Women              65/59                        25/23

Black                  92/88                        18/16

Latino                 72/67                        19/16

18-29                 66/63                        18/13

To be clear what this quick analysis shows over the last two months key Democratic groups have had their feelings towards the President, and the their stated intention to vote in 2010, drop equal to or greater than the electorate as a whole. The drop in favorability with women, and in vote intent for Millennials, was particularly pronounced.  But there is no good news in here.  Honestly, I was surpised by these findings.

Our spring report on the coalitions of the two political parties found weakness in core Democratic groups key to the powerful new Democratic Coalition built in recent years   What the Kos track tells you is that if anything this trend has worsened, significantly, and if unaddressed, could contribute to a disapointing set of fall elections for party in power.

On Tories, Lib Dems and the Underperforming Democratic Coalition

- The UK General Election is full of interesting suprises.  There are many stories popping up there, but perhaps the most compelling has been the collapse of the Tories and the rise of the two center-left parties, the Liberal Democrats and Labour.  According to the latest polls the two center-left parties have close to 60 percent between them, with the once dominant Tories now in the low 30s.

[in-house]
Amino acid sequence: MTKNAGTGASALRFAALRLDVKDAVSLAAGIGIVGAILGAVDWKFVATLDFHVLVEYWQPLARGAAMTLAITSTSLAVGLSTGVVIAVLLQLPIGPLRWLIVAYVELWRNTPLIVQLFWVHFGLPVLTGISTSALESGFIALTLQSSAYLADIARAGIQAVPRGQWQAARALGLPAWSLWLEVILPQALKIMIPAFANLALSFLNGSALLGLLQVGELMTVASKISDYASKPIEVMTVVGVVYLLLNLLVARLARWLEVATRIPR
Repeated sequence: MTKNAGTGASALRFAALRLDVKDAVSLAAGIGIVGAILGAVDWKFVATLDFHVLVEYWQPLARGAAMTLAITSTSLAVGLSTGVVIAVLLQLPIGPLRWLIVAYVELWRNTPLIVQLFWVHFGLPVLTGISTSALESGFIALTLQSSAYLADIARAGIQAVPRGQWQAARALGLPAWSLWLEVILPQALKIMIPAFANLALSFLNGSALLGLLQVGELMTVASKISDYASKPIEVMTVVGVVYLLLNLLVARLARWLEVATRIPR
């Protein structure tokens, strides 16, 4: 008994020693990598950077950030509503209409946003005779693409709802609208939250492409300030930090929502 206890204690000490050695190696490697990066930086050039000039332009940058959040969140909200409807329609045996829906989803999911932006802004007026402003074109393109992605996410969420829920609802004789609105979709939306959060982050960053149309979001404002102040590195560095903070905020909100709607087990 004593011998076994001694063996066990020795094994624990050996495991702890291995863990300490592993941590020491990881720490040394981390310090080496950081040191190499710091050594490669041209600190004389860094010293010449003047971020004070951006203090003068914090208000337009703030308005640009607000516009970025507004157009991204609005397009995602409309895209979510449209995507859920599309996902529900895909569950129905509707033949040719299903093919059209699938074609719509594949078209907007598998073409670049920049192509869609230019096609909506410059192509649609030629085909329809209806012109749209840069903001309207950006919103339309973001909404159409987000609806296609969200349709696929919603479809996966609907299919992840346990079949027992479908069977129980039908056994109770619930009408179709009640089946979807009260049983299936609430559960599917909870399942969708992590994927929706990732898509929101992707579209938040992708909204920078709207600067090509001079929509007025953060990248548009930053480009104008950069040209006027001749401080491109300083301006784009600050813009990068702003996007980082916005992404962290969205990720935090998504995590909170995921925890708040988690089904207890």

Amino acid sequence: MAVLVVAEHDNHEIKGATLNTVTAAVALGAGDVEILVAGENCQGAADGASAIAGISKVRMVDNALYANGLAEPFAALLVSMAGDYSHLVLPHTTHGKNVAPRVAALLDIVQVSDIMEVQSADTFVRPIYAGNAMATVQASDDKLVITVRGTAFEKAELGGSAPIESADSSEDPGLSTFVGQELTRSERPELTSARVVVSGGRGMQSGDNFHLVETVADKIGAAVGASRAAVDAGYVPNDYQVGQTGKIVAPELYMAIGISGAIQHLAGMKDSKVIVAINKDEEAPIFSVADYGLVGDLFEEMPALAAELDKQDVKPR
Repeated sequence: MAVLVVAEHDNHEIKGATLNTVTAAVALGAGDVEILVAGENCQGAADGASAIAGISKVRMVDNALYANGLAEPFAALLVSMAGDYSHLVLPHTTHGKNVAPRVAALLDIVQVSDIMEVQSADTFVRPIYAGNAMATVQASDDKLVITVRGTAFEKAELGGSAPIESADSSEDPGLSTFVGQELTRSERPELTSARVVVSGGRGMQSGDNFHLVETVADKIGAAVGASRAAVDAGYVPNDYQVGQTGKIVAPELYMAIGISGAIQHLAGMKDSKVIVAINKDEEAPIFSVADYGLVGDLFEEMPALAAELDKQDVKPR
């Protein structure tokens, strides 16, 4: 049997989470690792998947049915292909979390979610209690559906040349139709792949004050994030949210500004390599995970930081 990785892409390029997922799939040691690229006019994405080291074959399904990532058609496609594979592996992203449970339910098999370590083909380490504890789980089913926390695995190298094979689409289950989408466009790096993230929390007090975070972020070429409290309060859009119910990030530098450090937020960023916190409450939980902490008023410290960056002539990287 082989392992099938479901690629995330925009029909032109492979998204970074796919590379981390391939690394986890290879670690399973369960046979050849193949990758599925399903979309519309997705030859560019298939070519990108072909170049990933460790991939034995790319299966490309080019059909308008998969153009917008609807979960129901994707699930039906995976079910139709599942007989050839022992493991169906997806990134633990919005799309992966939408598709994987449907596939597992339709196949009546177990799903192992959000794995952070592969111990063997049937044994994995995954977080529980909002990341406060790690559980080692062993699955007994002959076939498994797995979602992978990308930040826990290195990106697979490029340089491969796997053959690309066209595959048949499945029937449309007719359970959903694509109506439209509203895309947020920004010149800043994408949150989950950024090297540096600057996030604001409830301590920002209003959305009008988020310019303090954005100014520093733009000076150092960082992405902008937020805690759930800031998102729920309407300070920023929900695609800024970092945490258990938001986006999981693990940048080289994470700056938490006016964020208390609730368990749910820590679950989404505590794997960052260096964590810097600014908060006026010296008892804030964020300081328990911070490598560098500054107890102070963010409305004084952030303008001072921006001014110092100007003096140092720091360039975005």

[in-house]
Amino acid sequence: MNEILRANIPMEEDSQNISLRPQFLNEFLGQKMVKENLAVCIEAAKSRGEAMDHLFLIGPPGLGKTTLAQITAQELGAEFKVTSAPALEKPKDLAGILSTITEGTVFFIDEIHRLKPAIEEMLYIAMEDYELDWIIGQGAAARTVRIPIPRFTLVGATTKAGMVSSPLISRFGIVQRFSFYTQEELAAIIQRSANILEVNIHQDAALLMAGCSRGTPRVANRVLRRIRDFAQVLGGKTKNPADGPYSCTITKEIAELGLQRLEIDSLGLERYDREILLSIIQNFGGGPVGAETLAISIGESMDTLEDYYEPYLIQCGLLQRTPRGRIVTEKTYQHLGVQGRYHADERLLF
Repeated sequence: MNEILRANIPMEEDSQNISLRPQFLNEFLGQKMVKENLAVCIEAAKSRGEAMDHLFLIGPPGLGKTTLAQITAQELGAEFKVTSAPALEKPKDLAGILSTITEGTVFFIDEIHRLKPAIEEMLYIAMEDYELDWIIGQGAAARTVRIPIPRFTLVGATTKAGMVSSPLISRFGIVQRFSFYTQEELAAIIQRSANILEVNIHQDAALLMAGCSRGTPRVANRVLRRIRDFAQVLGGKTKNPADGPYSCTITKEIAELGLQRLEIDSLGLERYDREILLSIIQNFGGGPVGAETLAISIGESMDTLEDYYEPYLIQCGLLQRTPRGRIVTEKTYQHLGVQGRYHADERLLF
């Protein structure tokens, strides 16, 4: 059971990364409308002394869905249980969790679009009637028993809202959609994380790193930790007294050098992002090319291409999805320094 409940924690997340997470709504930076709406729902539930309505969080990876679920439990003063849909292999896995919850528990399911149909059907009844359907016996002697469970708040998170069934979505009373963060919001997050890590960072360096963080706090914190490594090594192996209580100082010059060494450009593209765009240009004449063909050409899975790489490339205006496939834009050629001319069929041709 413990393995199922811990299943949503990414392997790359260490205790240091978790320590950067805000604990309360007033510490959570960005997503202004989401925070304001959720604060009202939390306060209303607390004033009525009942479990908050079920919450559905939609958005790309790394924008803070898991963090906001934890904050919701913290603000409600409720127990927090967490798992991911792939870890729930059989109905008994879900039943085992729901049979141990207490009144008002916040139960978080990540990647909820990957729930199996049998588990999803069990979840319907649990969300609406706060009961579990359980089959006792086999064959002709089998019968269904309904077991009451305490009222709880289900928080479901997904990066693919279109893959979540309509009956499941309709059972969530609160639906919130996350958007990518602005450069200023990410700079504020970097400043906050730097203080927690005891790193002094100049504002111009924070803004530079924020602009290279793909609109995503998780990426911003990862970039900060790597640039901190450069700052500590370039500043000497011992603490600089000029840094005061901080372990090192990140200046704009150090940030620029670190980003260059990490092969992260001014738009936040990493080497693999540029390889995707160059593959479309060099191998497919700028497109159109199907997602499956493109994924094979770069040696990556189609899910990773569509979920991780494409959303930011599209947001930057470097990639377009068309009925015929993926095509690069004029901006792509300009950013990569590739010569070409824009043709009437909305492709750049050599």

Given the peculiar election system in Britain, there are still many possible outcomes to the May 6th vote.   One, however, that seems unlikely now is a complete Tory victory.  If David Cameron manages to become Prime Minister with an almost 2:1 vote against him, it will lead to governing and legitimacy issues for the retreating Tories.  The Economist has a very good piece this week taking a deeper look at the fast changing UK General Election.

- I am a big fan of the Daily Kos weekly tracking poll.  It is full of interesting bits of data.  This week I focused on this bit:

                Obama Favorability        Vote Intent (%)

All                      54                          27

Women              65                          25

Black                  92                          18

Latino                 72                          19

18-29                 66                          18

This poll confirms what we found in our big recent study of the coalitions of the two political parties - for the Democrats to have the kind of election they hope to have this fall, they are going to have spend a great deal of money and time getting their new coalition more interested in voting this year.   The most pro-Obama groups are the ones, at this point, least likely to vote this fall.

Update: More on the growing repudiation of the Tories in the UK, from Left Foot Forward.